I’m in a long term relationship. With food.

Recently I got told by a rake of a woman that everyone has an emotional connection to food. Hers must be negative because it didn’t look like she’d eaten for about a year.
The irony of it all is that I then got told I needed to lose weight by a woman at the completely opposite end of the scale as the rake. Hmmm.
Here’s the thing.
I’ve never been ridiculously skinny. Put it down to whatever you want: too much food and not enough exercise, a metabolism that’s in a coma: I could go on forever.
At the age of 17 I lost 4 stone out of sheer fear. I feared my future. I ate less but didn’t really move more. It happened in the blink of an eye (less than a year) and it changed my life. But not for the better.
It made me depressed. I thought, up until that point, that if I lost weight I would magically become happier. And in all honesty, I found the opposite was true. I had blamed some of my teenage unhappiness on my ever expanding waistline and figured I’d feel better if I was thinner. Granted, I enjoyed the weight loss compliments for the first couple of months but I couldn’t understand why I hadn’t found enlightenment.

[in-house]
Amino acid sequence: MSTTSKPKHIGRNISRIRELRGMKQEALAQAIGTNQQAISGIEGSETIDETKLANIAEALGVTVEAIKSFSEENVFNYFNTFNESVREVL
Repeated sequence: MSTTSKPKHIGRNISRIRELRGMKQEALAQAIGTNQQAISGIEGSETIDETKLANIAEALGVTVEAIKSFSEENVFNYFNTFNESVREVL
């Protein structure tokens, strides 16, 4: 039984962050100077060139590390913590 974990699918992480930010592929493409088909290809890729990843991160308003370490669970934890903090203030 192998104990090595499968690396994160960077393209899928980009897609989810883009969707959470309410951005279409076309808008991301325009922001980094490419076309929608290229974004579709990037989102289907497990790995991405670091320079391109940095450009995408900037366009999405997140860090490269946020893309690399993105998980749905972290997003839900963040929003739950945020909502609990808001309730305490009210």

The simple answer is that it wasn’t the food that was making me feel rubbish, it was just life. And that’s a massively upsetting thing to realise so young.
So now here we are almost 5 years later and I’m the fattest I have ever been. Lovely.
It’s not an option to not lose weight, I need to as I have an operation lined up and my blood pressure (which is ridiculously high because of my weight) needs to come down considerably.
And despite what the not rake said (“It’s hard, isn’t it?”), I don’t find it hard to lose weight. I find it hard to think that I might sink back into that low place.
So yes, everyone has an emotional connection to food. The rake is right. It looks like Skinny Wagg is back on. Happy Wagg will have to be put on hold.

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